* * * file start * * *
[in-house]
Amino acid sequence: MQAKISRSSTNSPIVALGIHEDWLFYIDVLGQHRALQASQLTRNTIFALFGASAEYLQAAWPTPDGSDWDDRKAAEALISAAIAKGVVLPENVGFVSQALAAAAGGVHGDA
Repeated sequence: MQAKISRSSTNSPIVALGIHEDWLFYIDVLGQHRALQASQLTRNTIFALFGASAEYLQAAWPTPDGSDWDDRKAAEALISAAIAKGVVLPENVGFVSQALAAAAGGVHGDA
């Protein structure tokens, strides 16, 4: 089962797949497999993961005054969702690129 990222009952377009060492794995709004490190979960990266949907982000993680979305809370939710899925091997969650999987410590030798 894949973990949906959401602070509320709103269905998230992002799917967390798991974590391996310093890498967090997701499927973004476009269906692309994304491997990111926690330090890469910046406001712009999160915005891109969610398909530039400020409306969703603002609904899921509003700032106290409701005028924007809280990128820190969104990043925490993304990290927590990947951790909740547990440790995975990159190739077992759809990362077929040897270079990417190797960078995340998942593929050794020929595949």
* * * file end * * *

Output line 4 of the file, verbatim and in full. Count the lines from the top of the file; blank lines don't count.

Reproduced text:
């Protein structure tokens, strides 16, 4: 089962797949497999993961005054969702690129 990222009952377009060492794995709004490190979960990266949907982000993680979305809370939710899925091997969650999987410590030798 894949973990949906959401602070509320709103269905998230992002799917967390798991974590391996310093890498967090997701499927973004476009269906692309994304491997990111926690330090890469910046406001712009999160915005891109969610398909530039400020409306969703603002609904899921509003700032106290409701005028924007809280990128820190969104990043925490993304990290927590990947951790909740547990440790995975990159190739077992759809990362077929040897270079990417190797960078995340998942593929050794020929595949």